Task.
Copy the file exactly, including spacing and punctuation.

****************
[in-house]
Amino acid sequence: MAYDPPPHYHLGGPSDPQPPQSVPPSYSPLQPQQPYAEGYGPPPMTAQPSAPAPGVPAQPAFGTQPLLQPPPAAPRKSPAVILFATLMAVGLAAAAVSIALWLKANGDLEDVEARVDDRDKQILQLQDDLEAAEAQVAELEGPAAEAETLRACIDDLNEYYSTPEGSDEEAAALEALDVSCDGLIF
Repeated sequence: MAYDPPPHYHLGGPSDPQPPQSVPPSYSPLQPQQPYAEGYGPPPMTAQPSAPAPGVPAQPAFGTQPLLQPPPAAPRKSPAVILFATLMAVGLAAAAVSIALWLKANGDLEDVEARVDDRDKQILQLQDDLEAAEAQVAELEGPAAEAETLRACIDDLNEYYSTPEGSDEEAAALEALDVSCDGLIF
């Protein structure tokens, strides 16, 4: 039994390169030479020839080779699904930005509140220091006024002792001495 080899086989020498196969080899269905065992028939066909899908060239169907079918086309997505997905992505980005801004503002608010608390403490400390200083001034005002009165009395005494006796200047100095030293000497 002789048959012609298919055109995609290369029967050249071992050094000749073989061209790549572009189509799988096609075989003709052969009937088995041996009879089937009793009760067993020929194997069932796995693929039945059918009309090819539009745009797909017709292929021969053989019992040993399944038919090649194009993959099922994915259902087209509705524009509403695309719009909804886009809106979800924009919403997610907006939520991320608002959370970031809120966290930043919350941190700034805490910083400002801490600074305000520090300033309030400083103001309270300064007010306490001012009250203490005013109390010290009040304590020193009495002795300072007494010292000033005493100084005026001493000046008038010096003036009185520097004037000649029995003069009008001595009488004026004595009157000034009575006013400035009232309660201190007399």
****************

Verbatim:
[in-house]
Amino acid sequence: MAYDPPPHYHLGGPSDPQPPQSVPPSYSPLQPQQPYAEGYGPPPMTAQPSAPAPGVPAQPAFGTQPLLQPPPAAPRKSPAVILFATLMAVGLAAAAVSIALWLKANGDLEDVEARVDDRDKQILQLQDDLEAAEAQVAELEGPAAEAETLRACIDDLNEYYSTPEGSDEEAAALEALDVSCDGLIF
Repeated sequence: MAYDPPPHYHLGGPSDPQPPQSVPPSYSPLQPQQPYAEGYGPPPMTAQPSAPAPGVPAQPAFGTQPLLQPPPAAPRKSPAVILFATLMAVGLAAAAVSIALWLKANGDLEDVEARVDDRDKQILQLQDDLEAAEAQVAELEGPAAEAETLRACIDDLNEYYSTPEGSDEEAAALEALDVSCDGLIF
């Protein structure tokens, strides 16, 4: 039994390169030479020839080779699904930005509140220091006024002792001495 080899086989020498196969080899269905065992028939066909899908060239169907079918086309997505997905992505980005801004503002608010608390403490400390200083001034005002009165009395005494006796200047100095030293000497 002789048959012609298919055109995609290369029967050249071992050094000749073989061209790549572009189509799988096609075989003709052969009937088995041996009879089937009793009760067993020929194997069932796995693929039945059918009309090819539009745009797909017709292929021969053989019992040993399944038919090649194009993959099922994915259902087209509705524009509403695309719009909804886009809106979800924009919403997610907006939520991320608002959370970031809120966290930043919350941190700034805490910083400002801490600074305000520090300033309030400083103001309270300064007010306490001012009250203490005013109390010290009040304590020193009495002795300072007494010292000033005493100084005026001493000046008038010096003036009185520097004037000649029995003069009008001595009488004026004595009157000034009575006013400035009232309660201190007399």